“I want to be good,” the first line of a note written by my mum to me last night. She had listened to me talking to various people about her and her eccentric behaviour and taken note. The rest of the note made no sense at all but that first line stood out and made me think about what I say in front of her.
The behaviour I have discussed with the OT and Physio in front of her was some bizarre dislike she took of some men in a restaurant on Sunday where she made shooting noises at one of them whilst putting her fingers in the shape of a gun. On her way out she had thumbed her nose and stuck out her tongue at another. Luckily the waitress knew us and when mum pulled her over to ask her in a loud voice to get rid of the nasty, vile men she laughed and didn’t get upset.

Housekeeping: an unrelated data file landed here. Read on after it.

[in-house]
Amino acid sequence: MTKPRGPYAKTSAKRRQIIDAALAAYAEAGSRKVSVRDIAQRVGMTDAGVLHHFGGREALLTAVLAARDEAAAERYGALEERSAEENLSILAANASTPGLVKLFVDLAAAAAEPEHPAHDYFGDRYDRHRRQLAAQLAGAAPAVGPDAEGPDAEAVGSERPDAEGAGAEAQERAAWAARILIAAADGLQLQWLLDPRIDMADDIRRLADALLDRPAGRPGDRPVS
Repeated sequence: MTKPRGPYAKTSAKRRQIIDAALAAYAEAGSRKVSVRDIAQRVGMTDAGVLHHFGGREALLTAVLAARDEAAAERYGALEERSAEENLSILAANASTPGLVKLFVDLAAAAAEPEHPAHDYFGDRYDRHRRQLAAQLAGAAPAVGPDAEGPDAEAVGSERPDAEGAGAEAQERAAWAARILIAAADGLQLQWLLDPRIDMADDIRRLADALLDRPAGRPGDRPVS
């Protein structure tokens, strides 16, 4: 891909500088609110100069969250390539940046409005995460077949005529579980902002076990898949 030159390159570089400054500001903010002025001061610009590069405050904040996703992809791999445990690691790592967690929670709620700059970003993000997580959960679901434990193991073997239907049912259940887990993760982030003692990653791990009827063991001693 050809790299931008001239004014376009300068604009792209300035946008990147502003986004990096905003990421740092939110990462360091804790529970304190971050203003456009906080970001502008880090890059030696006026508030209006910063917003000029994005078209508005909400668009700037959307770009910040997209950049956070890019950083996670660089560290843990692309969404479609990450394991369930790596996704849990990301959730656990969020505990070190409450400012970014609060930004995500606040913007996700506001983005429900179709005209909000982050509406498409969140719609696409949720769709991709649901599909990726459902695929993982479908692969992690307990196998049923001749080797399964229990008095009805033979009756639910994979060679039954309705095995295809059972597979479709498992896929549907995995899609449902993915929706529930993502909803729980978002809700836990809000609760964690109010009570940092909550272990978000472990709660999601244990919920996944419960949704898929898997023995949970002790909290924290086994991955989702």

Mum’s moods swing from euphoria to deepest despond and I have realised to just ignore both. I can get her to calm down sometimes by introducing subjects like books or politics but mostly it is a waste of time and any kind of rationalisation makes things much worse and the mood take hold for longer.
I feel as if her frontal lobe and inhibition markers have been affected by Alzheimer’s and this has meant she no longer cares about some of the things which were deeply important to her. Then every now and then she recognises that she has behaved in an extreme way and writes me a heartbreaking note.
Ali Richards is a nurse, coach and carer. You can read more of her writings at: